• Find a gradient yarn. Sometimes a particular section of a gradient yarn will match what I want to match; I had this happen with the cabled sweater shown in the photos below that was in a hard-to-match oatmeal color. I found a Noro Silk Garden yarn that, for several yards, was exactly the color I needed and was just enough to make the repair:
Whenever I try a repair I am not confident in, I work the repair with a contrasting color in waste yarn first, as shown in the first photo above. This helps me better see what I’m doing, captures the stitches so they don’t ravel, and is easier to pull out if I make a mistake.
Skills Required for Repairing Handknits
When you repair handknits, you must be proficient in several skills before you begin. First, you should be familiar with duplicate stitch and Kitchener stitch—and switching between the two. You should also be familiar with how to drop down your stitches if you make a mistake and then work back to your working row once you’ve fixed the mistake.
Raveled rows happen when a single thread gets caught and breaks or comes undone, leaving multiple stitches free in a row. If the break happens on a row in between cable rows, all you need to do is capture the live stitches and graft them back together.
More often than not, however, the area that first wears away in cables is the cable row. When this happens, you will need to maneuver the stitches to imitate cabling before grafting them together. The top live loops stay in place, but the bottom loops need to cross each other the same way to create a cable.
The photos below show how I repaired an eight-stitch cable on a cable row that involved a 2/2 left cable followed by a 2/2 right cable. I first crossed the cables in the correct order and then grafted the stitches below the hole to the stitches above the hole using contrasting yarn.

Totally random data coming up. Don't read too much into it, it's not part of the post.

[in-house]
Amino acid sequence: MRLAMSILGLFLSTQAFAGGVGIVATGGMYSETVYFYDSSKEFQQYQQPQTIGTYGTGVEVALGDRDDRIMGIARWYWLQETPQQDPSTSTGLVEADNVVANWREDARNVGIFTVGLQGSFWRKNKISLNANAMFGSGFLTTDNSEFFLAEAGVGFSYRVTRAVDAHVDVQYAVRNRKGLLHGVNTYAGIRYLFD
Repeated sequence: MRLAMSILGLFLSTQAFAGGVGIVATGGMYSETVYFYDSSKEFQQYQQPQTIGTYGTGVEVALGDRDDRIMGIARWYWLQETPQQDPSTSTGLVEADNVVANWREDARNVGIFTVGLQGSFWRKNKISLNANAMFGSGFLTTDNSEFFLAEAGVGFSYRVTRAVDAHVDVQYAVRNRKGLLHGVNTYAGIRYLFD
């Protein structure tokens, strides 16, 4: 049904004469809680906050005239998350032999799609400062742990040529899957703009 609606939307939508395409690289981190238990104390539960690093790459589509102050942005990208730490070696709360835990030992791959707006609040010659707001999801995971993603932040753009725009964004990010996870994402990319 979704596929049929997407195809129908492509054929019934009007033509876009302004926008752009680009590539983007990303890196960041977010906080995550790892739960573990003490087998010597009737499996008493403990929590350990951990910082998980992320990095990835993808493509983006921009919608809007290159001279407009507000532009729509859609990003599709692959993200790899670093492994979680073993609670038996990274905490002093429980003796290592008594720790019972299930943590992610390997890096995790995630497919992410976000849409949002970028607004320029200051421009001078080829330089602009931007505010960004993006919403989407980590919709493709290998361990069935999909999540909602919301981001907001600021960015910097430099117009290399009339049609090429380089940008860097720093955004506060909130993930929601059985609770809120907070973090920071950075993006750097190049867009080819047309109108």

I started by anchoring the contrasting yarn in the purl stitches to the right of the cable, then I grafted the third and fourth stitches of the 2/2 left cable below the hole to the first and second stitches above the hole in order to cross these stitches to the right.
Then I’ll graft the first two stitches of the cable that are on the first turquoise stitch marker to the third and fourth stitches above the hole in order to cross these stitches to the left over the first pair of grafted stitches.
I’ll repeat the process (in reverse order) for the 2/2 right cable by crossing the two stitches on the orange stitch marker to the right over the two stitches on the second turquoise stitch marker and grafting them to the stitches above the hole in the new order:
Once the stitches are grafted, the strand of waste yarn that held the live stitches above the hole can be removed and the repair can be completed by working duplicate stitch with the working yarn over the contrasting-color grafted stitches (removing the contrasting yarn once the stitches are secure):
The final step is to weave in the ends. I am a huge advocate for weaving in ends using the skimming method, which involves using a sharp-pointed embroidery needle to draw the ends through the center of plies on the wrong side of the work, rather than weaving the strands into and out of loops. Skimming is faster and uses the energy of the spun yarn to hold ends in place.
Using these simple techniques, you can rescue almost any cabled project. Don’t throw away your damaged sweaters—repair them instead!
Jennifer Raymond runs Tinking Turtle LLC and specializes in teaching, design work, and repairing knit and crochet items. She is based outside of Richmond, Virginia. You can learn more about her at www.tinkingturtle.com. This article originally appeared in Interweave Knits Fall 2018.